cldlhd

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I do not have any opinion on On-X vs SJM. (My mitral valve is an SJM.) My technical experience is with fluid mechanics/hydraulics and as with most engineers have dealt with a myriad of materials. I have no concern with the silica content and do not believe it an appreciable factor in mechanical valve induced thrombosis. The research that I have read has found no differences from about a 3% to a 13% silica content.

Where I do agree with the On-X literature is with regards to laminar flow. This is very important as it is generally thought that turbulent flow is the root cause of platelet, cell, etc. damage that leads to the formation of clots. Interestingly, even after decades of research, the fundamental root cause of mechanical valve thrombosis is not unequivocally nailed down. The body is rather complicated! However, turbulent flow - where molecules/cells/components are bouncing around randomly and with a lot of energy - is generally thought to be the cause; rather than the specific surface conditions on benign materials like pyrolitic carbon.

I am intentionally trying to not be technical. Laminar flow is smooth . . . like a calm quiet stream. Turbulent flow is that stream churning around and getting frothy like when it hits a rock. That is the rub with mechanical valves. Currently, they all stick some structure in that stream. Very difficult to avoid turbulence when you stick something in the stream . . ..and then have it move around every heartbeat! Biologic valves do not have that structure in the middle of the stream.

There is (still) current work taking place to reduce the turbulence in mechanical heart valves so it is possible there are technical improvements yet to come even in this rather proven technology.

I will share a random memory that popped into my mind when I saw the On-X literature showing a surface scan of the "pure" vs "silica" carbons. The "pure" picture was smoother which implies it is more conducive to laminar flow. But physics is not always simple. My recollection was a fluid mechanics professor asking the class: , " so, if we are all in agreement that smoother is better, why do golf balls have dimples?".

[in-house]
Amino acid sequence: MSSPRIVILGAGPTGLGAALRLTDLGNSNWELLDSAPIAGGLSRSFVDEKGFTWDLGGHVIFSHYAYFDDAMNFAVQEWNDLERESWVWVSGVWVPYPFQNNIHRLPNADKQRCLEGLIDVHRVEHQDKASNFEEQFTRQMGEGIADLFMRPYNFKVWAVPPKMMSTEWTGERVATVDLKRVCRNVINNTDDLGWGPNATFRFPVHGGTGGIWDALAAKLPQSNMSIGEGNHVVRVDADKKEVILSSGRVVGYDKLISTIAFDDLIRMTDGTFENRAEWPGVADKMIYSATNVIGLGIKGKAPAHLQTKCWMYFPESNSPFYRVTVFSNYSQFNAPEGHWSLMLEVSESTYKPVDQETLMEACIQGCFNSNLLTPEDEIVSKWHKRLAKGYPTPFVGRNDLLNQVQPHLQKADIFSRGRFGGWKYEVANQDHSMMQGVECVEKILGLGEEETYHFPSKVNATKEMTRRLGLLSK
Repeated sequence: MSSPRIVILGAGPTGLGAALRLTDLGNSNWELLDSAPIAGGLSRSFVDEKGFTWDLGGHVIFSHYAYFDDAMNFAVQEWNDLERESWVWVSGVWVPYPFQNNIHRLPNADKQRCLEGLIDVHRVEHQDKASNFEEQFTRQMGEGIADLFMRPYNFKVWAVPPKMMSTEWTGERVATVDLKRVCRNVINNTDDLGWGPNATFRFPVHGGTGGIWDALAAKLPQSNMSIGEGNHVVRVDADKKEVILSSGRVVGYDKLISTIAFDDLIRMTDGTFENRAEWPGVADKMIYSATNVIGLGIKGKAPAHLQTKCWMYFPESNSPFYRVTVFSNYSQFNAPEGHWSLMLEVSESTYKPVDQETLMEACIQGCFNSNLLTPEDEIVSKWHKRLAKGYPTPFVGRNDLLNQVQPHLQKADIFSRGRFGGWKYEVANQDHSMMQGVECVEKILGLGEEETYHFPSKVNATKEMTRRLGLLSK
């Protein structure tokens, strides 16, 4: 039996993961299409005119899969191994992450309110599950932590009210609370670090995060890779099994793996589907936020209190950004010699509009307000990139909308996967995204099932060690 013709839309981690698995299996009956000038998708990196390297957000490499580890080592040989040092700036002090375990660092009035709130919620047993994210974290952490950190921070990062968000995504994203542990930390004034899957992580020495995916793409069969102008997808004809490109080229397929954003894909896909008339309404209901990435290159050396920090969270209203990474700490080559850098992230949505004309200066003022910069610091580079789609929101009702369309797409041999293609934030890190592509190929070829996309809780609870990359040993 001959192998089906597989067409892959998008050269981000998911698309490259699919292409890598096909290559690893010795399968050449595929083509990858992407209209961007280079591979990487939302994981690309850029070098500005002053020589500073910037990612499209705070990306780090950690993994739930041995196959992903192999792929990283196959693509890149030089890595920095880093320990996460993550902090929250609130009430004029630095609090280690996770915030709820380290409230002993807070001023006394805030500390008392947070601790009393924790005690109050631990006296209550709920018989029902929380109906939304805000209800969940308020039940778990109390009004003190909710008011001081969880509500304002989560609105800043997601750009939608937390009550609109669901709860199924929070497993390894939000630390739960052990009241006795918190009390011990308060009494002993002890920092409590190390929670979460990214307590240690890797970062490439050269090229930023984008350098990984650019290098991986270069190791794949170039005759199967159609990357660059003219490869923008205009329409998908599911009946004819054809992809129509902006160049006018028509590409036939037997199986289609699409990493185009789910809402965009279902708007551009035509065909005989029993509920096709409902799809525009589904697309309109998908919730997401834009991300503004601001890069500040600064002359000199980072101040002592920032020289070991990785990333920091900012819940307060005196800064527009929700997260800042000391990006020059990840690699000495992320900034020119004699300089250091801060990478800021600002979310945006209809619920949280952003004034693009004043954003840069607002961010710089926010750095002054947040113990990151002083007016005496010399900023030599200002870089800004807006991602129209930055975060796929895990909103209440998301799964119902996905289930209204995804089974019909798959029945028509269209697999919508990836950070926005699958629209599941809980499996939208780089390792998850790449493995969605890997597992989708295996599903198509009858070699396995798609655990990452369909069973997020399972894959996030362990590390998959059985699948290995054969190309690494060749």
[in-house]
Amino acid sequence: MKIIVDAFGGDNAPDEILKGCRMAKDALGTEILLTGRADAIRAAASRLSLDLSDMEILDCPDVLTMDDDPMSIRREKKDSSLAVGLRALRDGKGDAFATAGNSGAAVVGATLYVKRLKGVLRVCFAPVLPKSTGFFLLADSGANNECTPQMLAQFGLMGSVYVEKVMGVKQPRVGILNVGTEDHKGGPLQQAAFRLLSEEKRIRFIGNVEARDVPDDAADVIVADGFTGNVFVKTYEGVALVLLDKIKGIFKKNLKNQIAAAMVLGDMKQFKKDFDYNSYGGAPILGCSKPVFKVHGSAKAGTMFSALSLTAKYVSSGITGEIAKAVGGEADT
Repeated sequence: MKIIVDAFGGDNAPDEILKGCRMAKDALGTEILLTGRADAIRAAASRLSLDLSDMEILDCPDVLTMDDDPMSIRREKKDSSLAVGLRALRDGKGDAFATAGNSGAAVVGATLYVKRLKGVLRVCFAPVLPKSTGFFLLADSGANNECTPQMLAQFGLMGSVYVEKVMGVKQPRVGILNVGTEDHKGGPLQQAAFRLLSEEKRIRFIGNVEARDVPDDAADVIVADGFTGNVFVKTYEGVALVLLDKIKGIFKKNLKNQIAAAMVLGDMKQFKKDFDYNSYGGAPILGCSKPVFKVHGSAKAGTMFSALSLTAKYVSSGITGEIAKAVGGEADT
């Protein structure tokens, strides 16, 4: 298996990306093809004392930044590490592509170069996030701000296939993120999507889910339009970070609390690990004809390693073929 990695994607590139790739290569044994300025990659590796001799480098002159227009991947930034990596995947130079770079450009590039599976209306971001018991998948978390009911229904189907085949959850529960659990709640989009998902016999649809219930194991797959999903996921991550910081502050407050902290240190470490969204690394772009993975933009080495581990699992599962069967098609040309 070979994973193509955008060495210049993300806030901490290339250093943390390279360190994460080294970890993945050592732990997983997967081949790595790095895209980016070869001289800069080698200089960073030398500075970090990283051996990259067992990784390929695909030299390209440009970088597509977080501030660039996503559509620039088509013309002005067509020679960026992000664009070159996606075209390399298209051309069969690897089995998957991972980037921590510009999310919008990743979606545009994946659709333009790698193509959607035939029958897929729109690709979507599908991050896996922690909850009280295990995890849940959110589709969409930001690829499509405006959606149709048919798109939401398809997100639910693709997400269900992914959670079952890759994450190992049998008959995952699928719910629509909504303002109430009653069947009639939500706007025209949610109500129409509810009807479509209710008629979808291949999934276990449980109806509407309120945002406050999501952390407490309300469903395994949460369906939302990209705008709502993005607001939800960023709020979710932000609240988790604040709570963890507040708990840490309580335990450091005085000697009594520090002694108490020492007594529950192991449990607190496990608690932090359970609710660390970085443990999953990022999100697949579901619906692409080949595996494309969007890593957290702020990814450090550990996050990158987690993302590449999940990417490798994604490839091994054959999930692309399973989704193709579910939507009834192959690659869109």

I'm no engineer and I don't have a mechanical valve but I thought that the reason for the platelet damage with a mechanical valve also has to do with them not closing gradually like a biological valve?
 
Joined
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Messages
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I am a very predictable person, I eat the same thing most days of the week, Salad for dinner M-Th, some meat on Friday and Sat/Sun vary. My breakfast and lunch are also very predictable most of the time. My vitamin K intake is generally consistent. I also have found after all the reading I have been doing that I don't worry too much as my INR is fairly consistent and I am fine if I over shoot a bit rather than under shoot. Lately I have been hovering around 2.9-3.1 and just stick with my plan vs. to keep fidgeting with doses. Also whie most INR clinics will suggest you take your dose every night I take mine every morning, as my morning schedule is far more predictable than my night schedule. I can't think of a time I missed any morning pills, but on rare occasion forget evening meds.
I can’t see myself eating salad for supper lol but we can eat chicken and things for supper like maybe one night il have chicken another night maybe a cheese sandwich and fast food do we need to cut that out. Sorry I’m fairly new to this I’m 4 weeks into my recovery so it’s a bit hard letting go some of the things